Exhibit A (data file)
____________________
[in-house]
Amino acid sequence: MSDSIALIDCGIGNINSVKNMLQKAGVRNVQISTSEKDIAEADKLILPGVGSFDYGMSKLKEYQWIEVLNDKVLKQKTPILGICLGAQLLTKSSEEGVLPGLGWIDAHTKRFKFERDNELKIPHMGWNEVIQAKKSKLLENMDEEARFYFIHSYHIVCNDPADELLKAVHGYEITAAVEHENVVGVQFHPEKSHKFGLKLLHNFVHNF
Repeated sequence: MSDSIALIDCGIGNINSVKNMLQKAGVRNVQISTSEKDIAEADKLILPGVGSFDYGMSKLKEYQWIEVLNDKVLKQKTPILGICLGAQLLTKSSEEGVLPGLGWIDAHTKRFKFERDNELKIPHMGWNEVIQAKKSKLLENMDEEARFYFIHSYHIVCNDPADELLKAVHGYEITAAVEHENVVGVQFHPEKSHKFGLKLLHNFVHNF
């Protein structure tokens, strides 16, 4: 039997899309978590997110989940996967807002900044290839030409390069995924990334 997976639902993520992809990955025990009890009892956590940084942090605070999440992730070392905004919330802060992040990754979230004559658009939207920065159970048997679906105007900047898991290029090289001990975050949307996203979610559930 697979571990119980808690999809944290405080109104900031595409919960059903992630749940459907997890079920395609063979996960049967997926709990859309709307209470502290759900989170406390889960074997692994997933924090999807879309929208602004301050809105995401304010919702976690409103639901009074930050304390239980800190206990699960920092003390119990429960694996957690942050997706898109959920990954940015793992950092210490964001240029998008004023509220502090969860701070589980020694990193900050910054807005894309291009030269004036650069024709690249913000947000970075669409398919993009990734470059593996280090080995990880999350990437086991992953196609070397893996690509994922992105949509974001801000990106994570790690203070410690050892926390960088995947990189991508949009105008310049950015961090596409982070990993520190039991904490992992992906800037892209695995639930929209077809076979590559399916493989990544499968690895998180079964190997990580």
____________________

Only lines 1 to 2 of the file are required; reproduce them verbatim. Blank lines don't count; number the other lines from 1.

[in-house]
Amino acid sequence: MSDSIALIDCGIGNINSVKNMLQKAGVRNVQISTSEKDIAEADKLILPGVGSFDYGMSKLKEYQWIEVLNDKVLKQKTPILGICLGAQLLTKSSEEGVLPGLGWIDAHTKRFKFERDNELKIPHMGWNEVIQAKKSKLLENMDEEARFYFIHSYHIVCNDPADELLKAVHGYEITAAVEHENVVGVQFHPEKSHKFGLKLLHNFVHNF